And while I don't like the fact that the app shrinks your photos (it limits the size of the panorama, otherwise the phone wouldn't have enough memory to stitch all the photos together), but it does a tremendous job of making panoramas IF you know what you're doing. Meaning, when you rotate the camera for a panoramic photo, you need to keep the point where the light hits the (metaphorical) film stationary, you pivot the camera around that point - rather than keeping yourself in one place and moving the camera through the air. (Read up on parallax and you'll see what I mean).
Anyway, I went out with some French friends tonight for dinner, and before we went to a place called Aftersquat, an old squatters' house of artist that the city of Paris bought, renovated, and turned into a huge multi-level artists' workshop. It's at 59, rue de Rivoli (get off the Metro at Chatelet and take the Rue de Rivoli exit, it's right across the street). You can visit any day from 1pm to 8pm and just walk around and check out the place - there's art EVERYWHERE.
I was really liking the stairwell because, with all the colors, and some banners hanging down, it was more interesting than the run of the mill spiral stairway photo, so I shot some photos.
Then I decided to move to the other side of the stairs and see if the view appeared any different. It did.
Then I thought it might be fun to take a Hipstamatic photo of the stairwell, from the same position, using another app on the iphone.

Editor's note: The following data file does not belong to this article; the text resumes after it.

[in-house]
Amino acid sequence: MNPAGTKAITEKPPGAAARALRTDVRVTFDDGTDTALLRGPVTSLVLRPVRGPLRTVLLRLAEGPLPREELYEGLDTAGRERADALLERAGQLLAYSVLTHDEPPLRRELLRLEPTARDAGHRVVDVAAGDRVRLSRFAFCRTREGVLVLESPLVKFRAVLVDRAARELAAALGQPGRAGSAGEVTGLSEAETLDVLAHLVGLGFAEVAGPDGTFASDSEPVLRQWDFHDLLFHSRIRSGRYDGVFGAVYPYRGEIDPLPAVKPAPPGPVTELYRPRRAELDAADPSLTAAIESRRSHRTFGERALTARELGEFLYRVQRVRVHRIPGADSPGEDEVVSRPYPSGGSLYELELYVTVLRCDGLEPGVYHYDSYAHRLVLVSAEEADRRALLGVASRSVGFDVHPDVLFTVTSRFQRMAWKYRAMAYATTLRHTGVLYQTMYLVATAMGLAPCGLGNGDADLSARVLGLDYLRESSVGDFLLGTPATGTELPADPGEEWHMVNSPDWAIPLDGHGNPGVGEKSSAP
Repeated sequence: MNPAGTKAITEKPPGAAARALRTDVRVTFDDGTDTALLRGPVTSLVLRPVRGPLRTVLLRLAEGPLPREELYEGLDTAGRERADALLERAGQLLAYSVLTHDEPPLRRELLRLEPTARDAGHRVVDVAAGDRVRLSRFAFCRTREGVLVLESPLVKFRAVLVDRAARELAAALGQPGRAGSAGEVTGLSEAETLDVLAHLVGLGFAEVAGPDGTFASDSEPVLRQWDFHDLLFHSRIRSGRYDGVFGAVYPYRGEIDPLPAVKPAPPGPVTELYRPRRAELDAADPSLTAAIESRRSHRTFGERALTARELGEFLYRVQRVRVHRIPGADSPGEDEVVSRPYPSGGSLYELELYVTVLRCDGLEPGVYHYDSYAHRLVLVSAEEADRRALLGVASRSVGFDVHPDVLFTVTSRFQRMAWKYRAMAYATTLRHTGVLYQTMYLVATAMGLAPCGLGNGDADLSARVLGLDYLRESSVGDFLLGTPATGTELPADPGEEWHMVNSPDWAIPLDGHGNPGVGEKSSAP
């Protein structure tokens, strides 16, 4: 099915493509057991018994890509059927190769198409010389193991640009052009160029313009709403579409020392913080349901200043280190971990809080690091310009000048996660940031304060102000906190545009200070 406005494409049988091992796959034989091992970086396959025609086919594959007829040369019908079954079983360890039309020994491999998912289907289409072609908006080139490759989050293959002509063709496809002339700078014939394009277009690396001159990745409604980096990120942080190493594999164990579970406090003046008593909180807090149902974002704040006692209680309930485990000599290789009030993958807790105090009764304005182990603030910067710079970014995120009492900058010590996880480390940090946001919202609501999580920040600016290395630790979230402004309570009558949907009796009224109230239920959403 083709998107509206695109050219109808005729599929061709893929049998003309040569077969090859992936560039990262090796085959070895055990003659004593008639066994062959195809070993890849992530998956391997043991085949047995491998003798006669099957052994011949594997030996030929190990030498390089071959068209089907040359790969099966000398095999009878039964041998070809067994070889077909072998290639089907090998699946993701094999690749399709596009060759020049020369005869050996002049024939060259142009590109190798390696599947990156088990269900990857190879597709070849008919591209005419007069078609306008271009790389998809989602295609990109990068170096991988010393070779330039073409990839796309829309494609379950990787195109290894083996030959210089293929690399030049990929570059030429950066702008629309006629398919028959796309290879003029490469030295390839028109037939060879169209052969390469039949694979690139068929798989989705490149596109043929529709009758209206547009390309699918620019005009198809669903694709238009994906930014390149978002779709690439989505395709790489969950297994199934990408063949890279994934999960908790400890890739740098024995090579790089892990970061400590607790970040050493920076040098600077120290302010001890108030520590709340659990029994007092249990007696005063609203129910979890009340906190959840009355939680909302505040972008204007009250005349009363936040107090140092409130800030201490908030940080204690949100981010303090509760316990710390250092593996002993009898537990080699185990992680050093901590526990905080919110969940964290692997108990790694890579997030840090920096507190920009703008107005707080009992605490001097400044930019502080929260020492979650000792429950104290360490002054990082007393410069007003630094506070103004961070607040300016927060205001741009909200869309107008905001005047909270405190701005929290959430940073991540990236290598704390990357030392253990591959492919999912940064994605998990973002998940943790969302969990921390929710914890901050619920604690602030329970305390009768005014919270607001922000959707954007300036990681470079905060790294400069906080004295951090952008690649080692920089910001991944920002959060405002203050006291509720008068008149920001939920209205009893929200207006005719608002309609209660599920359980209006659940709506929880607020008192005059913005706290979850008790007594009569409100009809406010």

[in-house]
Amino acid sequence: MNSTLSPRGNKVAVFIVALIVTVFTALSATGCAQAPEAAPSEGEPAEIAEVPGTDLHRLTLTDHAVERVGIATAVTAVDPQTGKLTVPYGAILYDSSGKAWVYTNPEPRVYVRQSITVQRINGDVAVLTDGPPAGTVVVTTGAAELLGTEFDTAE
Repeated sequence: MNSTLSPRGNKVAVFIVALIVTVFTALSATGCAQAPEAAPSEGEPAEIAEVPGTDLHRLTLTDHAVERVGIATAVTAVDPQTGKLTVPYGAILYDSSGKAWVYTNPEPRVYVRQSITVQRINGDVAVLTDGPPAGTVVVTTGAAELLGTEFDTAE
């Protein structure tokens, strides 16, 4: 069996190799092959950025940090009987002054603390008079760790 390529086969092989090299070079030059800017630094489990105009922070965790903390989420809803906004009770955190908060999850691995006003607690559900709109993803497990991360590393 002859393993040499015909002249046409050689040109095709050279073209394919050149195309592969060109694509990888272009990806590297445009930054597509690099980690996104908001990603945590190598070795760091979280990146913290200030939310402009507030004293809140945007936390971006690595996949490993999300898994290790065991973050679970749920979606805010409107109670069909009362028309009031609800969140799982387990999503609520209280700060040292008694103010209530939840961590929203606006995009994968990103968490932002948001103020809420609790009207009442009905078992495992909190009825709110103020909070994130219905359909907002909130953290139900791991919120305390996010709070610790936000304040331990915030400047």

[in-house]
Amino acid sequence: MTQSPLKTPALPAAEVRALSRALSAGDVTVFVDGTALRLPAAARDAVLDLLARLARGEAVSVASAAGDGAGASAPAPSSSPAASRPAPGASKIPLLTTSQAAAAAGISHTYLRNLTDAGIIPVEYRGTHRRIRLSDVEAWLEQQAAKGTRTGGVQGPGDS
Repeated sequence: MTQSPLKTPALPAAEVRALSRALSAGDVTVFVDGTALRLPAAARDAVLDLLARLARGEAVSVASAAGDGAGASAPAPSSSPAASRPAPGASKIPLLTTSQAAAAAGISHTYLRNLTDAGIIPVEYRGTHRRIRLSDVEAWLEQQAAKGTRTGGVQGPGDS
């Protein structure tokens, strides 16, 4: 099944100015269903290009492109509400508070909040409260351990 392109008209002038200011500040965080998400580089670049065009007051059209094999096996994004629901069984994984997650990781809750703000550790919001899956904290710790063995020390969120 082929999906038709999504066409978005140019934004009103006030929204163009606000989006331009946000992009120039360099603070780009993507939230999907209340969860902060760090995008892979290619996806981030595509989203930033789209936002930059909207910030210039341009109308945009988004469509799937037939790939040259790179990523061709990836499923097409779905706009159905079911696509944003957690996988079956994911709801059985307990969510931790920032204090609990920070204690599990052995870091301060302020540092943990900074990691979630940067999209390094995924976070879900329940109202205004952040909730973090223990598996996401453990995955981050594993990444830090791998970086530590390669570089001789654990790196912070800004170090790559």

I really like the Hipstamatic photo, it's interesting how it totally changes the same image, and thus the mood of the photo.
Then I decided to take a panoramic photo using the Photosynth app. This got interesting because it's rather difficult to tell how the photo is going as you're taking it. You really can't tell all that well if the app itself is getting confused by the scene you're presenting it. What I mean by "confused" is exactly what happened when I developed the photo when I got home.
First, the "'good" panorama:
Do you see how a good panoramic photo can invite you into the space, and let you experience the location in a way that a regular photo can't? What I like about photos like this, using the panoramic feature, is that you see what I see as a photographer, what my eye sees. You get a sense of the motion, the color, the symmetry and the forms that caught my eye and made me want to snap the photo in the first place.
Now the "bad" panorama, that I kind of like:
Photosynth messed up the photo in the most wonderful way. It got confused by the spiral stairwell and started turning it in on itself, with what I think is a great result (that's me at the bottom left in the green shirt). I'm forgetting the name of the guy, but it looks like one of those logically impossible drawings of the staircases that twist into each other forever (or like a staircase at Hogwarts).
And unrelated to the squatters' house, here's a panorama I took once I got home tonight to Chris and Joelle's neighborhood in Montparnasse. It had just rained, and I love Paris in the rain, for photography at least. The city shines all the more when it's wet at night.
So there you go with a walk-through of how I look at a photo, and how panoramic photography works, doesn't work, but sometimes still does even when it doesn't.